The Weekly paper of the New Communist Party of Britain
Week commencing 26th January 2018

National News

Women rally in London against sex abuse

THOUSANDS of women rallied in Whitehall, London last Sunday in spite of freezing weather, rain and sleet to be part of a worldwide event for gender equality and against sexual abuse.

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Sellafield firefighters strike

FIREFIGHTERS at the Sellafield nuclear power plant, who are members of the GMB union, took strike action last Monday, 22nd January in a long-running dispute over pay.

The job done by firefighters at Sellafield has been re-evaluated by three separate individual professionals, all recommending an increase, but Sellafield management have repeatedly ignored the work they commissioned.

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Grenfell survivors fight to keep volunteer therapists

SURVIVORS of the Grenfell Tower fire last June have told the Royal Borough of Kensington and Chelsea (RBKC) of their dismay and distress at the council’s plans to cut the services of volunteer complementary therapists who have been helping them to cope with the trauma of the fire, in which at least 71 residents died.

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Sex attack victims enduring degrading strip-searches

INMATES at Peterborough women’s prison face too many embarrassing and degrading strip searches according to a report from HM Inspectorate of Prisons (HMIP). This is particularly stressful for a high proportion of inmates who have been victims of rape and molestation.

Peterborough is the only prison in Britain that houses both men and women prisoners. The report has described the use of force in the women’s section as “too high” and “unsafe.”

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Homeless man dies after council take his sleeping bag

A HOMELESS man, known only as Kev, was found dead in a car park in Bournemouth, Dorset, after a freezing night and after council officials has confiscated his sleeping bag.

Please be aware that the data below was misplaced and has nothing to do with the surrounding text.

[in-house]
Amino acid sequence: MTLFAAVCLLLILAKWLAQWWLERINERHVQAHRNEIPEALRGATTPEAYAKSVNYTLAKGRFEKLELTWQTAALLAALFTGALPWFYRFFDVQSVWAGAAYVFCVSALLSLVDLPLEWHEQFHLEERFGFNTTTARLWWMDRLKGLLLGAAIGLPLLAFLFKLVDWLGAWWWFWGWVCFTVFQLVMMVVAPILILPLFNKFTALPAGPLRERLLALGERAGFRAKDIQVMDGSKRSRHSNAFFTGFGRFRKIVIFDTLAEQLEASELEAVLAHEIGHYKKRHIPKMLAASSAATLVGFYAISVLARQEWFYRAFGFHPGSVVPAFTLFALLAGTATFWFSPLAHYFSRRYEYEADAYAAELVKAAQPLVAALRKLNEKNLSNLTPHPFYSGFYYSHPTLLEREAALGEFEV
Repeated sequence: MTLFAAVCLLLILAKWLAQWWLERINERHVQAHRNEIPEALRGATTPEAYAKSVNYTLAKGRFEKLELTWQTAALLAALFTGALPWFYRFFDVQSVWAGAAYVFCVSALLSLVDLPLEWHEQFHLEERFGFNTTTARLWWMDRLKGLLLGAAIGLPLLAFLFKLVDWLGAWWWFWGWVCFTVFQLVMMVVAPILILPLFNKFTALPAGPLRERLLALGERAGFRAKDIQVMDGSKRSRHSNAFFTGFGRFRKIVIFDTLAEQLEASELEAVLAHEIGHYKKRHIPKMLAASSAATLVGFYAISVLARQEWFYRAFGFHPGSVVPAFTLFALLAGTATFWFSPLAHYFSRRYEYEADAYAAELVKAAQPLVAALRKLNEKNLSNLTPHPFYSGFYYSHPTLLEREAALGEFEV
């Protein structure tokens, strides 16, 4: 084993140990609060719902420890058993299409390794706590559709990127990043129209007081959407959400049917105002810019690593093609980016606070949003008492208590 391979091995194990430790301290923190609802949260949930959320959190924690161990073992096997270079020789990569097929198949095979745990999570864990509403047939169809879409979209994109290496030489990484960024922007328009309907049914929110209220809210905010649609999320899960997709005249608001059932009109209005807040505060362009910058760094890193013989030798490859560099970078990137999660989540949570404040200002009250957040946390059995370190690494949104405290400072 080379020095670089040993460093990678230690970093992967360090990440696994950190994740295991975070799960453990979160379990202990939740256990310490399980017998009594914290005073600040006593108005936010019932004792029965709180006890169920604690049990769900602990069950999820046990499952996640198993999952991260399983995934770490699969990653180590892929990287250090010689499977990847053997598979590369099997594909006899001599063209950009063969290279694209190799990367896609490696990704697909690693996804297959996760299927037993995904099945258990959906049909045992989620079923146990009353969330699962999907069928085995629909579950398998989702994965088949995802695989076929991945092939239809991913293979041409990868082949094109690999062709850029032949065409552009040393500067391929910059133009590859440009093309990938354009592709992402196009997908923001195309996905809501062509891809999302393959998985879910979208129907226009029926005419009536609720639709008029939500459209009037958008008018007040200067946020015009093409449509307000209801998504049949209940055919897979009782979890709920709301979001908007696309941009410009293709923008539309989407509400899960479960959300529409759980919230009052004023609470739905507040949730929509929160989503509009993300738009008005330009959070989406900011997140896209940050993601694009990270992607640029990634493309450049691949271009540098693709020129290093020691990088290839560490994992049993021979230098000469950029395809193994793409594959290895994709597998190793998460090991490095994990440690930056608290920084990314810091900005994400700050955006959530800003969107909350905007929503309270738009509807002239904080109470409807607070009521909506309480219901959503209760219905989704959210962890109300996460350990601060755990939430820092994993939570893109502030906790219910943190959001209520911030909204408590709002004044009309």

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Tories forced into U-turn on PIP

MORE THAN 150,000 people with mental health problems are set to get higher disability benefits after a massive U-turn by the Tory government.

After a long battle by charities, campaigners and Labour, the Tories have been forced to reverse one of their cuts in benefits for disabled people. The decision will increase the cost to the Treasury by £3.7 billion.

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Budget Blues

by our Scottish political affairs correspondent

IN THEIR Budget proposals submitted to the Scottish Parliament shortly before Christmas the SNP Government announced the end of the long-standing one per cent public sector pay cap. They promised that public sector staff earning less than £30,000 would get a three per cent rise.

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SNP (in)action

by our Scottish political affairs correspondent

Despite a vigorous local campaign, the children’s ward at Paisley’s Royal Alexandria Hospital (RAH) is to be closed and any young patients requiring overnight stays will receive treatment at the Royal Hospital for Children in Glasgow, six miles away.

Carolann Davidson of the local campaigning group Kids Need Our Ward denounced the SNP Health Secretary when she said: “Shona Robison claimed to listen to local families. She did speak to them, but clearly didn’t listen. I think kids will die as a result of this decision.”

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SNP in Action (1)

by our Scottish political affairs correspondent

Meanwhile another SNP MP is making sure the party makes its voice heard in London. Edinburgh North and Leith MP Deidre Brock sternly denounced the Tory Government’s Scotland Office in Whitehall for holding “lavish” events parties and increasing its hospitality budget.

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SNP in Action (II)

by our Scottish political affairs correspondent